Russia’s diplomats have focused in recent weeks primarily on the West, and particularly on blunting the negative consequences of Russia’s differences with both Europe and the United States over Moscow’s bloody crackdown in Chechnya. Indeed, that effort was expected to take center stage today, when Russian Foreign Minister Igor Ivanov traveled to Strasbourg to defend Russian policy in the Caucasus at a session of the Council of Europe’s Parliamentary Assembly devoted to the Caucasus war.
But behind the headlines generated by the Chechen conflict, Moscow has also moved recently to get its diplomatic house in order more generally. This effort follows a long period of drift and turmoil occasioned by both former President Boris Yeltsin’s increasing inability to manage affairs of state and, at the very close of 1999, his sudden and unexpected transfer of executive power to Prime Minister (now acting president) Vladimir Putin. But what is widely expected to become the Putin “era” will likely get off to something of a slow start in this regard. With an eye obviously on the upcoming presidential vote, Putin apparently does not intend to travel abroad until he has secured an election victory (Russia TV, January 23). That relations with Asia will continue to remain a priority of Russian foreign policy under Putin, however, was suggested by Kremlin reports that Putin will make a trip to Beijing the first–or, at the least, one of the first–of his trips abroad following his presumed election (AFP, January 18).
Yet the Kremlin also seems to have taken some care in recent days to signal that it does not want to let relations with Japan languish. That is to some extent no surprise. Yeltsin had been slated to travel to Japan last year for a summit meeting with Japanese Prime Minister Keizo Obuchi. But he repeatedly put off the trip and, in the end, never made it to Tokyo. Yeltsin’s inaction was in part a result of his worsening health problems. By most accounts, though, it was also related to a broader stagnation in Russian-Japanese relations which is attributed to their inability to resolve deep and long-standing differences in the Kuril Islands territorial dispute. Those differences torpedoed an ambitious mutual effort to conclude a bilateral peace treaty–one which would bring a formal end to World War II–by the year 2000. Indeed, after a period of great diplomatic activity and promise in 1997-1998, those efforts had petered out by the end of 1999.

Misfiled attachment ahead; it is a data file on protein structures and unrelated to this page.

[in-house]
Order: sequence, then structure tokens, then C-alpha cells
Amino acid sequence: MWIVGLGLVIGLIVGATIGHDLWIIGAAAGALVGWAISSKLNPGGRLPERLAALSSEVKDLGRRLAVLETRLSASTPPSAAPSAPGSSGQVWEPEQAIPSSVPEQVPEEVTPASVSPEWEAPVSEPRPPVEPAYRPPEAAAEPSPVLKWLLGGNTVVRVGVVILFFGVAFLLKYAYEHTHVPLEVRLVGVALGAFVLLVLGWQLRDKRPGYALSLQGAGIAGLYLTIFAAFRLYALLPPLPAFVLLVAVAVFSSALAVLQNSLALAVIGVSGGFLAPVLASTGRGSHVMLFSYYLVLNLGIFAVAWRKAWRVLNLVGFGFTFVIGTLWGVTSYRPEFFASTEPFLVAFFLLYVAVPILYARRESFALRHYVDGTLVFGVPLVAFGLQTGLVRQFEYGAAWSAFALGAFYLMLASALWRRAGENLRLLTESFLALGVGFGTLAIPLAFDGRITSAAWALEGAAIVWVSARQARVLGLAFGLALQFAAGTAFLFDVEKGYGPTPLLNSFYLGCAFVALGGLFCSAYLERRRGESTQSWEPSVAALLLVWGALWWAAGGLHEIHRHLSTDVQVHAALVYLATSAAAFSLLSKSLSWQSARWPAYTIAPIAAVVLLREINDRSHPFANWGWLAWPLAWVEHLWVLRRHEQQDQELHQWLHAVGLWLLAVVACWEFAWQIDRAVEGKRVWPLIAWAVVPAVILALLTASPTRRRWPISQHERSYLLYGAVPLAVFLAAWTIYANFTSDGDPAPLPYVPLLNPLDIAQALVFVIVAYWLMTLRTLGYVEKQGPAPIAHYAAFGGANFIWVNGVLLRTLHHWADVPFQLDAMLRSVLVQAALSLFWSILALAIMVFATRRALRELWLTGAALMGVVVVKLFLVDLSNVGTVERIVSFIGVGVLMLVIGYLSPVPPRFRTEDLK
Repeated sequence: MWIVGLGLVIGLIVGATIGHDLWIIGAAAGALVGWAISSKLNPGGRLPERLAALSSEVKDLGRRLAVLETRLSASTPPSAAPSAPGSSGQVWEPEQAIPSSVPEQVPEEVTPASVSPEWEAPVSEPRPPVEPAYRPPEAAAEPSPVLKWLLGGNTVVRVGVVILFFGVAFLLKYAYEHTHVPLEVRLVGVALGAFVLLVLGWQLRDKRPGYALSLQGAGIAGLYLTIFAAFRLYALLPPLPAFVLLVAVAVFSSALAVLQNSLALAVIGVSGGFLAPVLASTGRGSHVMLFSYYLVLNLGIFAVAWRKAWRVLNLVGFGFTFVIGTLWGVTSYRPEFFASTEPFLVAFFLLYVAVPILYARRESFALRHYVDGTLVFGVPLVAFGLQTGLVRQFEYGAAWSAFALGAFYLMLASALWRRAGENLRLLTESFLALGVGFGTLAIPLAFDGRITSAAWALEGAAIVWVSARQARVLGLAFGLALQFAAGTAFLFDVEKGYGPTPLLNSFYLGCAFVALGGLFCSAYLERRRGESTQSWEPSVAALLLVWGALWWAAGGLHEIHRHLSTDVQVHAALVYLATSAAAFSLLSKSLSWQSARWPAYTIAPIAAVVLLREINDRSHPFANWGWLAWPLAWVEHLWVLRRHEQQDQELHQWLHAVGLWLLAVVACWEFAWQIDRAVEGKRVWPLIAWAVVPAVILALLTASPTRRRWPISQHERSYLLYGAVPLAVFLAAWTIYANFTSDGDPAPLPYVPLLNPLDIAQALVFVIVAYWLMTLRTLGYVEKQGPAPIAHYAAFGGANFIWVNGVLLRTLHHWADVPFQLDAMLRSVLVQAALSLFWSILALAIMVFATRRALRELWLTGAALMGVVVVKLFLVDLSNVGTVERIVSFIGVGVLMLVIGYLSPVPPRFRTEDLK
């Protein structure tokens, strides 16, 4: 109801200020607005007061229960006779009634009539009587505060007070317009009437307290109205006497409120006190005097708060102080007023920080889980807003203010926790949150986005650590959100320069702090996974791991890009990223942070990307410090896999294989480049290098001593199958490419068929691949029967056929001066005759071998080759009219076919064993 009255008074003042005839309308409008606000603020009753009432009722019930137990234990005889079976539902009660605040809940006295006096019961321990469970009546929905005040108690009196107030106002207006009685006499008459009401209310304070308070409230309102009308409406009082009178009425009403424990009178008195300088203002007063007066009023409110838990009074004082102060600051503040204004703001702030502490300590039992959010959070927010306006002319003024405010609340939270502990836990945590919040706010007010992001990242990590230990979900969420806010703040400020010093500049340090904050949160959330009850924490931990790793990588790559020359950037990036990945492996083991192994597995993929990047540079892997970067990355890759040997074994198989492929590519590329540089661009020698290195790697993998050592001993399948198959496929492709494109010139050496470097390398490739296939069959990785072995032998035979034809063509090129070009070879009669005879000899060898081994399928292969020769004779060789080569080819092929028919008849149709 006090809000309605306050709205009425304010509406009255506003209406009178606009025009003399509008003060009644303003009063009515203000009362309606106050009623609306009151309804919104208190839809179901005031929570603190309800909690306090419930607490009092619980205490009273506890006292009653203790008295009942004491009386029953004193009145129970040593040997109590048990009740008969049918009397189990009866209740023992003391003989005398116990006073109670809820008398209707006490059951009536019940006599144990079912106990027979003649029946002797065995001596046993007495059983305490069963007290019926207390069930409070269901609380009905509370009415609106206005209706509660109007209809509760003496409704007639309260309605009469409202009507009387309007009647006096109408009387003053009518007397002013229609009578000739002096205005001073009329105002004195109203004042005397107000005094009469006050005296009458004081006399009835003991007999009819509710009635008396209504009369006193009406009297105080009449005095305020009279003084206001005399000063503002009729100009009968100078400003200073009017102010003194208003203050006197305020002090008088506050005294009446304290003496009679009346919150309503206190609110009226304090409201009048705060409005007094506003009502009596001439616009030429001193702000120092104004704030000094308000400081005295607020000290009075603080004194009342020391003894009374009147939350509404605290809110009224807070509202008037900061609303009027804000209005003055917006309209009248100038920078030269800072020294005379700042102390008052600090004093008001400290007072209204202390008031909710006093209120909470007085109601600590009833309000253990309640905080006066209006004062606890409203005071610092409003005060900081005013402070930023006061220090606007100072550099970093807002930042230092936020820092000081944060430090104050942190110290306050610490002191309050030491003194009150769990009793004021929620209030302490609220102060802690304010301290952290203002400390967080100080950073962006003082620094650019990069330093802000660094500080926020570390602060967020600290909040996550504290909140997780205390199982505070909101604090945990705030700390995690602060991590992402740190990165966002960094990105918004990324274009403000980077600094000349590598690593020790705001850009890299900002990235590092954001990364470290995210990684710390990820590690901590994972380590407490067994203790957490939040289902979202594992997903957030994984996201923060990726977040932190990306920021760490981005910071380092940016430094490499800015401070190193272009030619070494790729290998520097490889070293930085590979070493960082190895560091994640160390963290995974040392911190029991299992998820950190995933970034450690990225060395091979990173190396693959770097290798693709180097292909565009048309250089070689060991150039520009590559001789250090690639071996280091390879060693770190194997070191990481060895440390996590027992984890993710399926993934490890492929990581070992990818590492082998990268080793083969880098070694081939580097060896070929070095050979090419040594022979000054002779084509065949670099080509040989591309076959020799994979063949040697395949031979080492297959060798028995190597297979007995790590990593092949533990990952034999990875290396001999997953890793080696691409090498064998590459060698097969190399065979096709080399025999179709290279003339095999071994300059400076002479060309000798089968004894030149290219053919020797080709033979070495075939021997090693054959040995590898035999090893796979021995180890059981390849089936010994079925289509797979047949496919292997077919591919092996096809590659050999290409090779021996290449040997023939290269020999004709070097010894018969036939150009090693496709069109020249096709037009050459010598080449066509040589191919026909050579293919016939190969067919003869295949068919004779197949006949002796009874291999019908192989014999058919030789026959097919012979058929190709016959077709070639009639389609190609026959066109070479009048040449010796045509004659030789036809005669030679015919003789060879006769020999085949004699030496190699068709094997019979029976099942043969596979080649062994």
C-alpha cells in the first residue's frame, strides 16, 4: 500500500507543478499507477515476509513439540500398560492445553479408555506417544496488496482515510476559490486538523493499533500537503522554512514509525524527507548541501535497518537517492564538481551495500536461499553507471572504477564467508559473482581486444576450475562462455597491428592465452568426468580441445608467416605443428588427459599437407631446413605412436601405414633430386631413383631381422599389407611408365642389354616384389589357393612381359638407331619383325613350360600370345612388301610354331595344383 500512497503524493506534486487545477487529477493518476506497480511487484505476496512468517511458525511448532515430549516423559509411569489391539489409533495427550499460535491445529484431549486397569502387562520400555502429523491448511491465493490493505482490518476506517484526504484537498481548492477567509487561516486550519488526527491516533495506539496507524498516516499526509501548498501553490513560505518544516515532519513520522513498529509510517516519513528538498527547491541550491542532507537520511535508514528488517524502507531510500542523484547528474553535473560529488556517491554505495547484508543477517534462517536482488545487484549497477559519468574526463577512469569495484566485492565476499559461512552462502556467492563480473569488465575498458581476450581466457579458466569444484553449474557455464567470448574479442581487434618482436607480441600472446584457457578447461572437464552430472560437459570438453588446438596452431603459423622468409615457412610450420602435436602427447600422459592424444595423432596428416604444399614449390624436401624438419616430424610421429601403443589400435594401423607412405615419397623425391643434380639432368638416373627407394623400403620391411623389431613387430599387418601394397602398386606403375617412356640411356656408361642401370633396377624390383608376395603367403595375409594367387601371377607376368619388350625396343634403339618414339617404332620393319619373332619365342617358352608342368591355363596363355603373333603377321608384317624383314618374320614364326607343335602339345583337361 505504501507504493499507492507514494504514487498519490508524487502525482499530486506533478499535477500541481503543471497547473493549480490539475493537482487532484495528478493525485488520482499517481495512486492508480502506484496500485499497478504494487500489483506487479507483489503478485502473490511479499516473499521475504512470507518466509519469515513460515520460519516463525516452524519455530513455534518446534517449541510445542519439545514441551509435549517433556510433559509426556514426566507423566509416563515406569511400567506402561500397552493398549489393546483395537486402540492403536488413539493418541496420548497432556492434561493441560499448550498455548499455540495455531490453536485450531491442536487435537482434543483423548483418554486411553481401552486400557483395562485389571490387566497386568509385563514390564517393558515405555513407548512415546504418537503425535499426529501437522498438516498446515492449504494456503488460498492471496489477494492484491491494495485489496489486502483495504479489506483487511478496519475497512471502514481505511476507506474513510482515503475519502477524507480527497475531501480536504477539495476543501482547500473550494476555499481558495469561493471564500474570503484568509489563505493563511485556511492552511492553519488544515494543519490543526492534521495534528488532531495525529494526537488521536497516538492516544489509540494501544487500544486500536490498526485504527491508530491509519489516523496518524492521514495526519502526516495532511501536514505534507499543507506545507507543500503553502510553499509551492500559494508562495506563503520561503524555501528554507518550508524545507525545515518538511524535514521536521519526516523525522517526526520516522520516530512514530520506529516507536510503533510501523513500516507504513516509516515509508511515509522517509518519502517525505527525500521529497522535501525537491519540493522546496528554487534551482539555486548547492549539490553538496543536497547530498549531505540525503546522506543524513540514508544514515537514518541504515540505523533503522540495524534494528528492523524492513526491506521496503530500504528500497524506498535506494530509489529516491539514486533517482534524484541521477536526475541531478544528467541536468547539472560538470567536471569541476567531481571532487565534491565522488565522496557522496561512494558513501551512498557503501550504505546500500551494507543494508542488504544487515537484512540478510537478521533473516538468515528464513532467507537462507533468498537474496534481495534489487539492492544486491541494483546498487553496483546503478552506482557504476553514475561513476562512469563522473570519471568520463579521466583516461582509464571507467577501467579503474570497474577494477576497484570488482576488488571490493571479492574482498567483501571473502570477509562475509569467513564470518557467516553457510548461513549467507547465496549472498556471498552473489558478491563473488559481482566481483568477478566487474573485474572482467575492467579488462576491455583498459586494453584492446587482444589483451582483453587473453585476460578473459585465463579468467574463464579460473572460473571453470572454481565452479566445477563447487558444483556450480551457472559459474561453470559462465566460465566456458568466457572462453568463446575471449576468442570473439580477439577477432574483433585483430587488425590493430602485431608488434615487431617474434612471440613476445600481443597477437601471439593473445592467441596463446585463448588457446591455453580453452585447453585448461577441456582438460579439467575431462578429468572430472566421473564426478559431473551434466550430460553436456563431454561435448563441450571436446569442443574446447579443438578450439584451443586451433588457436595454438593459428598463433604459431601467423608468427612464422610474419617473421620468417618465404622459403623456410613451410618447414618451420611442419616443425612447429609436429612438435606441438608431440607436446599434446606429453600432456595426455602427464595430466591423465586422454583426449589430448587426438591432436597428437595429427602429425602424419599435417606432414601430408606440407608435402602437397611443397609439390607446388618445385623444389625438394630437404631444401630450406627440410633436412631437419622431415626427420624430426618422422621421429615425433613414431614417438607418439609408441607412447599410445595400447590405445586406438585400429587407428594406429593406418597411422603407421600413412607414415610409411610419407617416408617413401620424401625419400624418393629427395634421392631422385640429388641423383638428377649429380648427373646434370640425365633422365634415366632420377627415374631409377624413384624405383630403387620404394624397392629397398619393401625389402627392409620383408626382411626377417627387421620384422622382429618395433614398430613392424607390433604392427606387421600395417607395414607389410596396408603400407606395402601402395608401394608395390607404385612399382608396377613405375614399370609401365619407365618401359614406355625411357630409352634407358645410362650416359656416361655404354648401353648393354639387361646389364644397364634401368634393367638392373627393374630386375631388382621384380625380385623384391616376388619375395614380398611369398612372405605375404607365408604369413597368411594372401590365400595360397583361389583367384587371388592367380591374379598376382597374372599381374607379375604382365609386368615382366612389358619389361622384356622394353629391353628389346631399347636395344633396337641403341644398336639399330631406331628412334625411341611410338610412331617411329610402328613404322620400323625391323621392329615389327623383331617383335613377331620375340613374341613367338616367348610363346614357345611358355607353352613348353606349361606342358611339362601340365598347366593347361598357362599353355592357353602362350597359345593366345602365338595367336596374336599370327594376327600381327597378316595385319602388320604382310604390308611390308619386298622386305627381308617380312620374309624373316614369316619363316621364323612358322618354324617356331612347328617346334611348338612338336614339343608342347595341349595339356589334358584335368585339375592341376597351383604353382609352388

Whether diplomatic momentum between Japan and Russia can be restored this year remains to be seen. Reports this week indicated that the two countries will try to do just that during Foreign Minister Igor Ivanov’s visit to Tokyo on February 10-13. In what will be the first high-level contact between the two governments since Yeltsin’s resignation, Ivanov is scheduled to hold talks with both Obuchi and Japanese Foreign Minister Yohei Kono. Both sides will reportedly try to reenergize the peace treaty negotiations, with the goal of signing an accord by the end of the year. There were also suggestions that, in a further effort to boost the talks, officials are discussing the possibility of Putin’s visiting Japan in July. Such plans would involve an Obuchi-Putin summit meeting on the eve of the Group of Eight summit scheduled to begin on July 21 in Okinawa (AFP, Itar-Tass, January 25).
To demonstrate what is being portrayed as Moscow’s renewed commitment to a forward-moving Japanese-Russian dialogue, Putin this week reportedly issued special instructions to Russian government officials tasking them with ensuring parliamentary ratification of a Russian-Japanese agreement on mutual protection of investments. A Russian minister was quoted on January 25 as saying that Putin had singled out this document from a large number of pending agreements with other countries. “This is a very symbolic move,” he said, which will help to strengthen bilateral relations” (Itar-Tass, January 25).
BUT TOKYO AND MOSCOW REMAIN DIVIDED ON TERRITORIAL ISSUE.